US electric vehicle and battery storage maker, Tesla, has pushed back production targets for its Model 3 sedan by around three months, a delay the company has blamed on production line bottlenecks at its Nevada Gigafactory.
In an announcement detailing the company’s Q3 results on Wednesday afternoon (US time), Tesla executives said there had been “some problem areas” along the production line for the mass market Model 3 EV, which meant it would be slower to reach its target of 5000 cars a week, which it had hoped to do by Christmas.
The company delivered just 222 Model 3 cars in Q3, against an order book of more than 400,000, and – as Business Insider has put it – “absolutely has to build all those cars to make its current business work.”
All too aware of this is Tesla founder and CEO, Elon Musk, who in October described the Model 3 as being “deep in production hell.”
On Wednesday, Musk told analysts that “by far the biggest problem” holding up production had been in the battery module assembly line, where he said a subcontractor had “really dropped the ball,” causing Tesla to have to rewrite “all of the software from scratch.”
In a conference call from the Nevada Gigafactory – “I move my desk to wherever the biggest problem is at Tesla,” Musk told analysts – the CEO said he had had reallocated many of the company’s best engineers to fix the problem, and was, himself, “personally on that line, in that machine,” alongside chief technology officer JB Straubel.
— Model 3 Owners Club (@Model3Owners) November 1, 2017
But engineers are not the only resource Tesla has had to reallocate to get Model 3 production back on track. The company has burned through a startling $US1.42 billion in cash in Q3 – up from the $1.16 billion in Q2 – as it spends heavily getting things back up to speed at both its auto assembly plant and at the gigafactory.
Tesla also reported its largest ever quarterly loss, on Wednesday – a net loss of $619.4 million, or $3.70 per share, compared with a profit of $21.9 million, or 14 cents a share a year earlier – and said it was cutting production on its Model X and Model S vehicles to focus on ramping up Model 3 production.
So how far off-track are they with the Model 3? In response to a question from a Morgan Stanley analyst – “How hot is it in hell right now? Is it getting hotter, or less hot?” – Musk put it this way…
“Let’s say level nine is the worst, ok? We were on level nine. We’re now on level eight. And I think we’re close to exiting level eight.
“I feel really pretty optimistic right now. If you talked to me three weeks ago, I would have been quite pessimistic, and I was, sort of, quite down in the dumps.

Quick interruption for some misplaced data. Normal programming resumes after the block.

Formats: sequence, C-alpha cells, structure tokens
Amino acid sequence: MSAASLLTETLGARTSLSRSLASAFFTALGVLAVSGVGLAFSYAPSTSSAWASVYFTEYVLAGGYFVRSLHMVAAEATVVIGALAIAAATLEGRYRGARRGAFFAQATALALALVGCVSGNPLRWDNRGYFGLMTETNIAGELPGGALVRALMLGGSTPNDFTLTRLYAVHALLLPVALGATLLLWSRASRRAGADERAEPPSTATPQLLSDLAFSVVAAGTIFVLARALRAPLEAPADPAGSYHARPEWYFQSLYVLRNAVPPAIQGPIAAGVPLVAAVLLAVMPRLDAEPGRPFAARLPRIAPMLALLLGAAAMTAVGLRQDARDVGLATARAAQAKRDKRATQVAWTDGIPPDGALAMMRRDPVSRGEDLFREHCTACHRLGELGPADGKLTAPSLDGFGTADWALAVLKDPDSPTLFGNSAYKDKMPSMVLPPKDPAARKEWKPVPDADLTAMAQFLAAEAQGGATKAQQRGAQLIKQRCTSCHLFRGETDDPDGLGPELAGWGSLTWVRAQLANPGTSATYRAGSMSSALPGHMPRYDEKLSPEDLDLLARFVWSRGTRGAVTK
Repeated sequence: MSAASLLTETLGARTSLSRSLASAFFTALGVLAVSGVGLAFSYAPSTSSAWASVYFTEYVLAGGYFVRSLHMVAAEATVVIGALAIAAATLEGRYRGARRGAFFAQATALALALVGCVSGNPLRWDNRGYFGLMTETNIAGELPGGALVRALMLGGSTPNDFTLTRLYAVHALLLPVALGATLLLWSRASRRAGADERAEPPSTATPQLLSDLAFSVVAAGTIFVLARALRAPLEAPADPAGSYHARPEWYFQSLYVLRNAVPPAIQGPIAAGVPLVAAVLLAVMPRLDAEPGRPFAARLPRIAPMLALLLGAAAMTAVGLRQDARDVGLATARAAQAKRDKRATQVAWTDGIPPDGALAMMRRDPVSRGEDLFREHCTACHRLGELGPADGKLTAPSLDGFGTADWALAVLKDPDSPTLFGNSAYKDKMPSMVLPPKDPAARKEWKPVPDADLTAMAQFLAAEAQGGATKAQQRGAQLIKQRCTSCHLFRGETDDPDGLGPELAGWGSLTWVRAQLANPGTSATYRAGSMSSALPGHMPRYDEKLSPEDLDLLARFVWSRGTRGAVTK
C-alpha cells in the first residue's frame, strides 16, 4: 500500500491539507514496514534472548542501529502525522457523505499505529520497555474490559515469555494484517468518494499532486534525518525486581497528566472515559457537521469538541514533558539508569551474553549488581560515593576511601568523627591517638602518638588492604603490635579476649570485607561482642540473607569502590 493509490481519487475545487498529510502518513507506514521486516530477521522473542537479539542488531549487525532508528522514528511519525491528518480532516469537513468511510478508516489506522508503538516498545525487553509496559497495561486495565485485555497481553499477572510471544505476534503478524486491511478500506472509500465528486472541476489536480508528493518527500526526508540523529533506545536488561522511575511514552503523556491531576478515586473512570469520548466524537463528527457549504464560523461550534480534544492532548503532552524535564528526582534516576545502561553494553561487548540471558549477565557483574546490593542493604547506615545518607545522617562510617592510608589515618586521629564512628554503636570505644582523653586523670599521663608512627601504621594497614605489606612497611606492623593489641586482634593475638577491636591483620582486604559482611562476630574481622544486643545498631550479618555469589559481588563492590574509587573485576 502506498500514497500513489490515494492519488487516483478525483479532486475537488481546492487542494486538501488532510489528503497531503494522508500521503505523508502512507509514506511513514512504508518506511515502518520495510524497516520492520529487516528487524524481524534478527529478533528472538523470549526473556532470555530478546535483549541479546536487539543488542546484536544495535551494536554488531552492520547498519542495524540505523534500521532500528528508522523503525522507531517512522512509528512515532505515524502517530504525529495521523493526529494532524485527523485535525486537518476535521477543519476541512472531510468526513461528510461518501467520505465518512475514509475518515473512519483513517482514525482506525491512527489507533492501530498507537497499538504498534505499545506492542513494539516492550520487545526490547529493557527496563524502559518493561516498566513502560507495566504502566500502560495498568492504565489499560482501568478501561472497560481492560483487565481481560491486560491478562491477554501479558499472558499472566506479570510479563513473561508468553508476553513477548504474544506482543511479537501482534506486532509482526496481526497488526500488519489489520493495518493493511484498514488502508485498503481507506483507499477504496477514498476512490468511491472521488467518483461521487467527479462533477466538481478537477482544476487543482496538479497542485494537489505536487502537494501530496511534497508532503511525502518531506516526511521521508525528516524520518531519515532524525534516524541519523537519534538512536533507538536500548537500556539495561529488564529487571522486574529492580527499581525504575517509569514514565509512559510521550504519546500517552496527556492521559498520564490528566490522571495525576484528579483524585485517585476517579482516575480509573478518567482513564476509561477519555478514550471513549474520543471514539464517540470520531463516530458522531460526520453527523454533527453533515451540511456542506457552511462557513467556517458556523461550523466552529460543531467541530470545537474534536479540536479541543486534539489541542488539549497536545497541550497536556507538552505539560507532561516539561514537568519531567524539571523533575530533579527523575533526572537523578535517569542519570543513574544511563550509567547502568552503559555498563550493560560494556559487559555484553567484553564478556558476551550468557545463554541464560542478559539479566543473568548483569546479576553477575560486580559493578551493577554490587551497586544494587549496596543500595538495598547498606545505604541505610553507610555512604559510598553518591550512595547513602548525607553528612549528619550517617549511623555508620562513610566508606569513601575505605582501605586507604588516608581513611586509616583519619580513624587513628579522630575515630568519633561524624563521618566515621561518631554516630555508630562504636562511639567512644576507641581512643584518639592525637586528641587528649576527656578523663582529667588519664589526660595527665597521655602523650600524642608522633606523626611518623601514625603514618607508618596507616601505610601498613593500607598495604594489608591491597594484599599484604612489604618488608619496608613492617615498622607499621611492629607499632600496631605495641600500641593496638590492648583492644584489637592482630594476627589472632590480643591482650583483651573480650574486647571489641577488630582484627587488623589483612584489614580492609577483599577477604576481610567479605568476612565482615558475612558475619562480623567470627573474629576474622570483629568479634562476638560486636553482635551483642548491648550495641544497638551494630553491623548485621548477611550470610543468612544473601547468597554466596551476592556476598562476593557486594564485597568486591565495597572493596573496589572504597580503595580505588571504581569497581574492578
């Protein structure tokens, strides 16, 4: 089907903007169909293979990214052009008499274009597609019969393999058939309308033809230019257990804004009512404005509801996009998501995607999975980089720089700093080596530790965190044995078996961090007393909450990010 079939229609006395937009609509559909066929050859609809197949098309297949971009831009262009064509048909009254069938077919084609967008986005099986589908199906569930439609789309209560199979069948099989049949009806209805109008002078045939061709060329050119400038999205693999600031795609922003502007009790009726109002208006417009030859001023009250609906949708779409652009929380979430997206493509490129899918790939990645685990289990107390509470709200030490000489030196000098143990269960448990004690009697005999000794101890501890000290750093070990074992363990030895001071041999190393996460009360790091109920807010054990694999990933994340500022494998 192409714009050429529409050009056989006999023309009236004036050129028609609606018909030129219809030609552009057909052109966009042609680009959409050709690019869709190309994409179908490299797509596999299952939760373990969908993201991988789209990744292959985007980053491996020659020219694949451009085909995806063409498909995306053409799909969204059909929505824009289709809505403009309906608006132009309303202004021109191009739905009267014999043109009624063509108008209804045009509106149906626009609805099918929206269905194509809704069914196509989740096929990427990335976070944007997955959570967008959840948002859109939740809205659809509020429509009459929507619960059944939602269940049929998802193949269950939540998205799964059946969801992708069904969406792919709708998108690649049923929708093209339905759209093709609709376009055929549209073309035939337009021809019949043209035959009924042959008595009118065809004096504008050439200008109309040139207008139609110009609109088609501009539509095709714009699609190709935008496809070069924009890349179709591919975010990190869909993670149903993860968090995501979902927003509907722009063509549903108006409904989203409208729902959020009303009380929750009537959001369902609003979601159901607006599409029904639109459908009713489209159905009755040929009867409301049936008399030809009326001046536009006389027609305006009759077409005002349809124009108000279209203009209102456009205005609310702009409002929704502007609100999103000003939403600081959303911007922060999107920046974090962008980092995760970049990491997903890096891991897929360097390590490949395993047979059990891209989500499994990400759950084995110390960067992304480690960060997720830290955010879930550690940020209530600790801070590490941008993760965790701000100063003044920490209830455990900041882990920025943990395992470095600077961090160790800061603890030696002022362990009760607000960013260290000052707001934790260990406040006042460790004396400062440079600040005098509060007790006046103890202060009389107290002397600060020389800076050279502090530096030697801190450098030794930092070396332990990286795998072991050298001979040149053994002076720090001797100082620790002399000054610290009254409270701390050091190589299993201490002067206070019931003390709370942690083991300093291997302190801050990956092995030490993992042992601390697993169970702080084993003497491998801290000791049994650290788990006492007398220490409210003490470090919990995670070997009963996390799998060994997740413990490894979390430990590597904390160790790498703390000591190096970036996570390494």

“It’s pretty obvious what we need to do, it’s just a matter of working to get there. We’re working seven days a week to do it.
“We’re on it; we’ve got it covered; it’s just going to take three months longer than we expected.”
On a more positive note for Tesla’s electric vehicle division, the company passed a major milestone this quarter, notching up int 250,000th vehicle delivery.
“Five years ago we had only delivered 2500 cars, so the Tesla fleet has grown by a factor of 100 over five years,” Musk told analysts.
“I would expected five years from now (for delivery growth) to be an order of magnitude, at least,” he added.
For the quarter, Tesla delivered a total of 26,137 cars all up, 25,915 of them its luxury Models S and X. That puts it on track for about 100,000 deliveries of Models S and X in 2017, the company said, which was an increase of 30 per cent on 2016.
The company also opened 18 new store and service locations across the quarter, adding to a total of 318 globally, and 126 new supercharger stations in Q3, adding to a total of more than 1,000, and 7,000 supercharger connectors worldwide. In Shanghai, Tesla opened one supercharger station with 50 connectors, alone.
Also making headlines was the company’s dismissal of 700 staff, the reporting of which Musk said had been “ridiculous,” noting that the cull was a result of annual performance reviews, out of which only 2 per cent of staff didn’t make the grade.
But he also acknowledged that Tesla held its staff to an “extremely high standard,” which he said it need to do, in order to compete against much larger companies.
“You can’t be the little guy… and have same (staff) ability,” he told analysts. “The little guy has got to have a heck of a lot more skills.”
Looking forward, the company is also busy preparing for the November 16 unveiling of the Tesla Semi, which it says “will demonstrate just how compelling electric drive will be for the global trucking industry. We look forward to showing you something truly incredible.”